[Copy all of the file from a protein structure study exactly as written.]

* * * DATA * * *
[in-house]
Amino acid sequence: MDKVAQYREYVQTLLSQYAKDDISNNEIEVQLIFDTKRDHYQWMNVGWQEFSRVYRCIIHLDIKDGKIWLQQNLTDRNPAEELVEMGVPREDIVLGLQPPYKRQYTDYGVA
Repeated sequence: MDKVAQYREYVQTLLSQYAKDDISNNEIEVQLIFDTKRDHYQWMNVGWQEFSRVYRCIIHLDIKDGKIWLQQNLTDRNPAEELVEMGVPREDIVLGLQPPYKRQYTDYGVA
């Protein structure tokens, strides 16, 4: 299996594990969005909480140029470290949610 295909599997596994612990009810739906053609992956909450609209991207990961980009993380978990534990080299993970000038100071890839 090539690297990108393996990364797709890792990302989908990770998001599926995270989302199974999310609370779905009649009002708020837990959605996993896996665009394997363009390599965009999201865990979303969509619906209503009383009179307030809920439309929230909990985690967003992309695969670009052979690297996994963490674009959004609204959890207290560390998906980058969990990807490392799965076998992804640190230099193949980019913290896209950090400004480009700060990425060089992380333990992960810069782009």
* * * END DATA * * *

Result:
[in-house]
Amino acid sequence: MDKVAQYREYVQTLLSQYAKDDISNNEIEVQLIFDTKRDHYQWMNVGWQEFSRVYRCIIHLDIKDGKIWLQQNLTDRNPAEELVEMGVPREDIVLGLQPPYKRQYTDYGVA
Repeated sequence: MDKVAQYREYVQTLLSQYAKDDISNNEIEVQLIFDTKRDHYQWMNVGWQEFSRVYRCIIHLDIKDGKIWLQQNLTDRNPAEELVEMGVPREDIVLGLQPPYKRQYTDYGVA
């Protein structure tokens, strides 16, 4: 299996594990969005909480140029470290949610 295909599997596994612990009810739906053609992956909450609209991207990961980009993380978990534990080299993970000038100071890839 090539690297990108393996990364797709890792990302989908990770998001599926995270989302199974999310609370779905009649009002708020837990959605996993896996665009394997363009390599965009999201865990979303969509619906209503009383009179307030809920439309929230909990985690967003992309695969670009052979690297996994963490674009959004609204959890207290560390998906980058969990990807490392799965076998992804640190230099193949980019913290896209950090400004480009700060990425060089992380333990992960810069782009």